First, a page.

Ok, I've had this guitar for a while now and feel like I can say a word or two about it, maybe even do a full review.
Sound wise it is very focused and heavy. The EMG pickups have caused some controversy and I gotta admit, it took a while to get used to them and find the correct tone. Once I did, I was rocked. This guitar is a serious metal machine that begs to be tuned atleas a halfstep down. And while the bridge pickup puts out a growling, chrunching tone perfect for aggressive riffing, the bridge position delivers a piercing lead tone for solos. I like to play slower melodies on the middle position of the threeway switch. The active pickups maintain a good tone even when volume and gain are turned down and feel very responsive even then. And when you crank the volume and gain, this guitar really shows what it was meant to do. Together with the thick sound of mahongany body, it sounds PHAT. I've still to find a good clean tone though...
This guitar is more focused than say a jem that has quite the versatility tone vise, but that was one of the reasons I chose just this model, as I allready own a UV777BK and a RG750 I wanted something different from th dimarzio line and sure enough got what I wanted. If you're looking for a versatile multitool or a vintage sounding blues guitar, you might be better off with something else, for metal of shredding, look no further this is a very serious contender for anything else on that field.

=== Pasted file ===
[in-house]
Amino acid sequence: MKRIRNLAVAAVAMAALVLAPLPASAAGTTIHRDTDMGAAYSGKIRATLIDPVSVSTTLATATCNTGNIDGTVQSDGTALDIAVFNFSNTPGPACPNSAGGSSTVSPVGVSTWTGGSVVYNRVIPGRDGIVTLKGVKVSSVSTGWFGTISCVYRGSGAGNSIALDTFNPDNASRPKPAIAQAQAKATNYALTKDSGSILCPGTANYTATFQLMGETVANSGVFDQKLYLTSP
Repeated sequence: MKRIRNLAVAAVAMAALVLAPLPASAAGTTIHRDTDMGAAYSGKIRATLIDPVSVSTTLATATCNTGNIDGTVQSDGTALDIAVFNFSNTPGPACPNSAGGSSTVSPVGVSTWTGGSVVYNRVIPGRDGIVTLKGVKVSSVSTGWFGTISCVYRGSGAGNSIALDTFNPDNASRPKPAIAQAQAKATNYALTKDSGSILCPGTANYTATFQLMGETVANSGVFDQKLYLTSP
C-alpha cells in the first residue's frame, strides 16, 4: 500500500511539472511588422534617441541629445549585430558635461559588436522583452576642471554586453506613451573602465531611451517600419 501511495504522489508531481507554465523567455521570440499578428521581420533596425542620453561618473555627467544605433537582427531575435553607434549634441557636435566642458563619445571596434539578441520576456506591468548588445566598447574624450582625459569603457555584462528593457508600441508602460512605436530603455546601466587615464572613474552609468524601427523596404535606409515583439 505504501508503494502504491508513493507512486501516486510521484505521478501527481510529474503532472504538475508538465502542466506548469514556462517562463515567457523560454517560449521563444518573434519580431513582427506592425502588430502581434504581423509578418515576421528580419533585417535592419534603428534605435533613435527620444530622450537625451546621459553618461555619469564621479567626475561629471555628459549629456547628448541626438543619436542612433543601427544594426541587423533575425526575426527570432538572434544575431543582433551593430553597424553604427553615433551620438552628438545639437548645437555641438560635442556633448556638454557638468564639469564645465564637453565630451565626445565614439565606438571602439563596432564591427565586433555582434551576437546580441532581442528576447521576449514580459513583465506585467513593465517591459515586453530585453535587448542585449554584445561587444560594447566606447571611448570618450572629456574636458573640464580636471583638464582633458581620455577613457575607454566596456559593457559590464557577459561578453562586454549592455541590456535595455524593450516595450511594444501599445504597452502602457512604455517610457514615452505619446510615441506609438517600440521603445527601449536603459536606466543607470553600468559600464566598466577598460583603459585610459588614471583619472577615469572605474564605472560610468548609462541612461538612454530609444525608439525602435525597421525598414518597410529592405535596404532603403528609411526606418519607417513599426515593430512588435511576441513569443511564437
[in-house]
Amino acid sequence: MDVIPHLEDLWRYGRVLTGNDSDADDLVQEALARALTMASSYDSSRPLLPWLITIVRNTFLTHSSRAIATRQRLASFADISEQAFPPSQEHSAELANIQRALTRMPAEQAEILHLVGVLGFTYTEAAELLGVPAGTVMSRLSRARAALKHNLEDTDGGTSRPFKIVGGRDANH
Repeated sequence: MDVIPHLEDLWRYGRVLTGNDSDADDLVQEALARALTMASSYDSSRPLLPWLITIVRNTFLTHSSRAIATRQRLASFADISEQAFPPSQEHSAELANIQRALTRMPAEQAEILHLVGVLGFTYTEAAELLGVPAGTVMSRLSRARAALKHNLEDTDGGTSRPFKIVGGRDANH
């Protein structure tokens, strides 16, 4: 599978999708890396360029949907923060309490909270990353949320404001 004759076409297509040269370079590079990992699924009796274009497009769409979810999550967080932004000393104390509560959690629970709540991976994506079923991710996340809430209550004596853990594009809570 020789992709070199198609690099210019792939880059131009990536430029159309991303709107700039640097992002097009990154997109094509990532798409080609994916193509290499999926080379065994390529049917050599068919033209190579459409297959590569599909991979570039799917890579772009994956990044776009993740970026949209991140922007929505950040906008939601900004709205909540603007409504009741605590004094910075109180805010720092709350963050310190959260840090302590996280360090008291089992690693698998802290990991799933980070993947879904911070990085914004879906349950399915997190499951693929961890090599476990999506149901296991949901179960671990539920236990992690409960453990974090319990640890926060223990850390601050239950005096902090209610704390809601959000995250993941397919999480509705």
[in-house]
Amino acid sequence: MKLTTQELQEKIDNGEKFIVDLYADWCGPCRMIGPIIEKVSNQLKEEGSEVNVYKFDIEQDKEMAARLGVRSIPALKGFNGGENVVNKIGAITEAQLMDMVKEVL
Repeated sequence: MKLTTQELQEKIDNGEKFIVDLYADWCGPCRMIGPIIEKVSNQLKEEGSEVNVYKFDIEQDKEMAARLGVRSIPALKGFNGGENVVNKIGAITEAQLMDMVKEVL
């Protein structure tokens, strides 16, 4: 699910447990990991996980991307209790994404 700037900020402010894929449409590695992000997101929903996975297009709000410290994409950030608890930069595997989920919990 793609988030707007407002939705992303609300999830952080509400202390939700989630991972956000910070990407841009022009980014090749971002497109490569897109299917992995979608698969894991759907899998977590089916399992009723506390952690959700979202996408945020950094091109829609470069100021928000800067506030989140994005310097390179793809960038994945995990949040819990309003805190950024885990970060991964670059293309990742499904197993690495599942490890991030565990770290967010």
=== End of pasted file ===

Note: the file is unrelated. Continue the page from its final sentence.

The neck is jcustom quality, very light and very fast. In fact, with the pickupselector on the neckposition, I think this is the fastest guitar I have ever laid my hands on. The overall build quality is good, the fretwork is great, the neck joint is perfect and the top looks stunning. I was priviledged to be able to hand pick mine from Japan (the Ochanomizu guitar street is SICK, although this was bought from Shibuya). I saw some examples of the same model where some minor flaws were evident. Most surprising was the amount guitars that had a very visible seam on the top like on the one that's in ibanez website picture here
A minor detail, but enough to make a stunningly beautifull guitar fall from being perfect. Colorwise, I chose the purple amethyst because I felt it gives the best visual impact when compared to the black and the red model available.
Then the part that causes even more controversy than the pickups; the Edge Zero tremolo. I for one like it. But on the other hand I'm not really a big fan of tremoloes and don't use them a lot. I actually thought that I wouldn't buy another guitar with a trem but here we are. Fortunately the Zero has the least issues and drawbacks of other tremoloes I know of. It stays in tune really nicely, the intonation screws are placed so that they are accessible with ease (why didn't they just put them like this to begin with, I wonder) and together with the mahongany body it has a good sustain. The trem feels stiff, much like the one on my seven string guitar. Some would call this precise, some boring. I quite like it, and have started using more trem after buying this guitar. But still, it doesn't flutter and feels rather stiff, so when I need sick whammybar tricks on a song I just whip out the RG750 with the original Edge Pro. A matter of preferences I'd say. It is also possible to remove the ingenious Zero point system and float it completely, but I haven't bothered to try this.
Sorry about my shaky english. This was a short reviewish glimpse on this guitar, maybe I'll write more sometime.
More pictures and answers to potential questions may be provided.